NATO HEADQUARTERS: The People’s Republic of China and NATO hold little known high-level consultations, usually twice a year.
“We have had regular exchanges with the Chinese. They are not frequent,” James Appathurai, NATO’s deputy assistant secretary general for political affairs and security policy said yesterday. He mentioned the Chinese meetings in passing during a briefing about NATO relations with its many partner nations.
The NATO official described the talks as semi-annual exchanges “at a high level.”
One of Washington’s top experts on the Chinese military was surprised by word of the regular consultations.
“VERY interesting deal. It allows back-channel communications (not necessarily a bad thing). It seems to occur with little public notice (not necessarily a bad thing),” Dean Cheng of the conservative Heritage Foundation wrote in an email. “On the other hand, five years of this going on, and no real records about it means that we don’t know what HAS been discussed here.”
Cheng said the NATO-China talks, which Appathurai said included discussions between the NATO Secretary General and Chinese ambassadors to Belgium, raise “an interesting question of whether the Chinese increasingly assume that any conflict with the US WILL involve Western Europe, and on the US side at that. Which makes Chinese space targeting, in particular, an interesting question.”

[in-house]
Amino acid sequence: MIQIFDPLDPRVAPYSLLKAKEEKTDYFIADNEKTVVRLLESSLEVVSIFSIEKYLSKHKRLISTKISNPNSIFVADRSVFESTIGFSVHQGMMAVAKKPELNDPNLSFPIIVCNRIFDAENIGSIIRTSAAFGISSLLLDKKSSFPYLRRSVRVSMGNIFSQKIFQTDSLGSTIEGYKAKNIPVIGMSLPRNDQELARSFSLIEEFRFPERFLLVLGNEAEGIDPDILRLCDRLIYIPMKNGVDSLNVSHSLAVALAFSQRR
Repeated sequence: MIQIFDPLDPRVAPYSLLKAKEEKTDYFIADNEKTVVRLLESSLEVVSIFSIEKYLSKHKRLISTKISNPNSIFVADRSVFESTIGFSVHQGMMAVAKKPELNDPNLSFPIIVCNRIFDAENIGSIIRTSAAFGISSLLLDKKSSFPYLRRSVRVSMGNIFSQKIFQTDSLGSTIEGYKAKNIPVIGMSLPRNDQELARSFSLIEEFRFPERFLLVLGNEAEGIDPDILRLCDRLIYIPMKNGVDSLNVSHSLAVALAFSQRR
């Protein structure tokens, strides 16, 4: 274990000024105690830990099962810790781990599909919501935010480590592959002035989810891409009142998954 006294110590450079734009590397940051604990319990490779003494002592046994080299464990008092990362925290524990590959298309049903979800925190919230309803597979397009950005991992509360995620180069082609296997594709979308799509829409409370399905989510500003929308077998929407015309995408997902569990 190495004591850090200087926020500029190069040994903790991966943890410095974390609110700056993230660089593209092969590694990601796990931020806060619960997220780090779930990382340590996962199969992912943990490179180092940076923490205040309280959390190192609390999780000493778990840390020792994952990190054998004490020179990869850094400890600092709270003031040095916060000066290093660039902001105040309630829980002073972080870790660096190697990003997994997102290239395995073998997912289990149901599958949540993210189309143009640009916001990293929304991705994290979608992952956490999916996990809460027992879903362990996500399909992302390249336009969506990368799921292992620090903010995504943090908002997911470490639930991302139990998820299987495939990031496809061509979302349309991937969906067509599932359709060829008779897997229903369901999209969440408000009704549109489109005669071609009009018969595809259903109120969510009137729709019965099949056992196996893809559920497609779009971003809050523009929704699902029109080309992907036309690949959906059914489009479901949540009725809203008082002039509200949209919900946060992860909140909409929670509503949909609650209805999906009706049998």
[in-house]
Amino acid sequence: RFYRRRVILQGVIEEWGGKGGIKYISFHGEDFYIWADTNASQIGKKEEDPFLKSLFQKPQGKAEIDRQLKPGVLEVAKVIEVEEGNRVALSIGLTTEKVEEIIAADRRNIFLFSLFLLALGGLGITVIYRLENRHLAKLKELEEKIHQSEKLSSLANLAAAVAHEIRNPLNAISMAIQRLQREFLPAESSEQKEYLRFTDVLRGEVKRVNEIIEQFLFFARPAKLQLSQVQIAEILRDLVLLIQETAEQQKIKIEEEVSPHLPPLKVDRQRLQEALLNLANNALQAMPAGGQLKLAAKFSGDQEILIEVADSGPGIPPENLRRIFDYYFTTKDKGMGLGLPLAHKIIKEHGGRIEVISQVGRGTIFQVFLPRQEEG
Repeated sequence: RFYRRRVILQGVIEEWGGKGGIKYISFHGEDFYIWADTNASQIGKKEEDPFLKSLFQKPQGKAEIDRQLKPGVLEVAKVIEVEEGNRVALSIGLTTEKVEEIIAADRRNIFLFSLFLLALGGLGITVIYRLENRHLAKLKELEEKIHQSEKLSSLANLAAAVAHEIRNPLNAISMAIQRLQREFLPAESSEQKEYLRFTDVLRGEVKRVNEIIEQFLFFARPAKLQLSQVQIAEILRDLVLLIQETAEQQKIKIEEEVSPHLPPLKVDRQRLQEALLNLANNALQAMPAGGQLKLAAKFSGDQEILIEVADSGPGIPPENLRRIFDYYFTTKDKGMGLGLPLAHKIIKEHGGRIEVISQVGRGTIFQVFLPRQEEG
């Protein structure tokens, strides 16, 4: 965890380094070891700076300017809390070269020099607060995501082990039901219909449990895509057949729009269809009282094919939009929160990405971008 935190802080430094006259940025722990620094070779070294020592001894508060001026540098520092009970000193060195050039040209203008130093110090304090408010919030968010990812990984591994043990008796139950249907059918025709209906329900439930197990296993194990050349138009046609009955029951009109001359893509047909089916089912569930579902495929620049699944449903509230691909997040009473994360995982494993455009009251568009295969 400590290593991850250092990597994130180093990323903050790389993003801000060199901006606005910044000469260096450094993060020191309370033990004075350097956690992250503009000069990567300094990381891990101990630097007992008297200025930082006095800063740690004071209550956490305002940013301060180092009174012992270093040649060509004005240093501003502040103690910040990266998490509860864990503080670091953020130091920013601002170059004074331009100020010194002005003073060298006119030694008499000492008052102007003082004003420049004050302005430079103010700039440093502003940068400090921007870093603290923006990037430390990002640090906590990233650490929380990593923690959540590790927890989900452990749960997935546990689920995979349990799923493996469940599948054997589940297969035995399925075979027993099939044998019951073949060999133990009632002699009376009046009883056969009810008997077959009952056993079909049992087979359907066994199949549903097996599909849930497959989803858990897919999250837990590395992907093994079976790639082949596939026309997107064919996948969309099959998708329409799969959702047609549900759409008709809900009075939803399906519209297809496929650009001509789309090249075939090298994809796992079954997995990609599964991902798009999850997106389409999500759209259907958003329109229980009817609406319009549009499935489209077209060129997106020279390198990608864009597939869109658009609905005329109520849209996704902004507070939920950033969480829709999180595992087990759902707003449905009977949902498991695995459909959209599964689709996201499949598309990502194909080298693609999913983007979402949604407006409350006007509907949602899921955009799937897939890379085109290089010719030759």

Appathurai said the Chinese demonstrate “no desire” to escalate the level or frequency of the talks. “The phrase from the Chinese is ‘step by step,” he said. “We are getting to know each other. Let’s put if it that way.”
The deputy assistant secretary general also highlighted a little known change in policy that was driven by Australia and New Zealand. In return for joining NATO operations in Afghanistan, both countries were granted a seat the council’s table regarding Afghan operations for as long as they fight alongside NATO troops. They have the right to be consulted and file objections, as well as agree to NAC decisions regarding Afghanistan. And the policy was cemented by the Libyan operations.
“As soon as countries became true contributors they got a seat at the NAC table,” Appathurai told our group of American defense writers. The North Atlantic Council is, in most cases, NATO’s supreme policy making body. Australia and New Zealand established the precedent that they would exercise the same powers of decision-making as the regular members of the council possess on matters concerning Afghanistan. During the Libyan operations, countries such as Qatar, were granted the same status on the NAC for the duration of NATO’s involvement there. Qatar supplied several hundred troops to the Libyan rebels to train them and help them develop effective command and control. Qatar already had partner status with NATO as a result of the Istanbul Cooperation Initiative, designed to offer Middle Eastern countries “practical bilateral security cooperation” with the alliance.
[Full disclosure: NATO paid for my plane fare to Brussels and accommodations here. I was part of a group of American defense writers briefed in advance of the NATO ministerials this week, with an eye to the Chicago NATO summit in May.]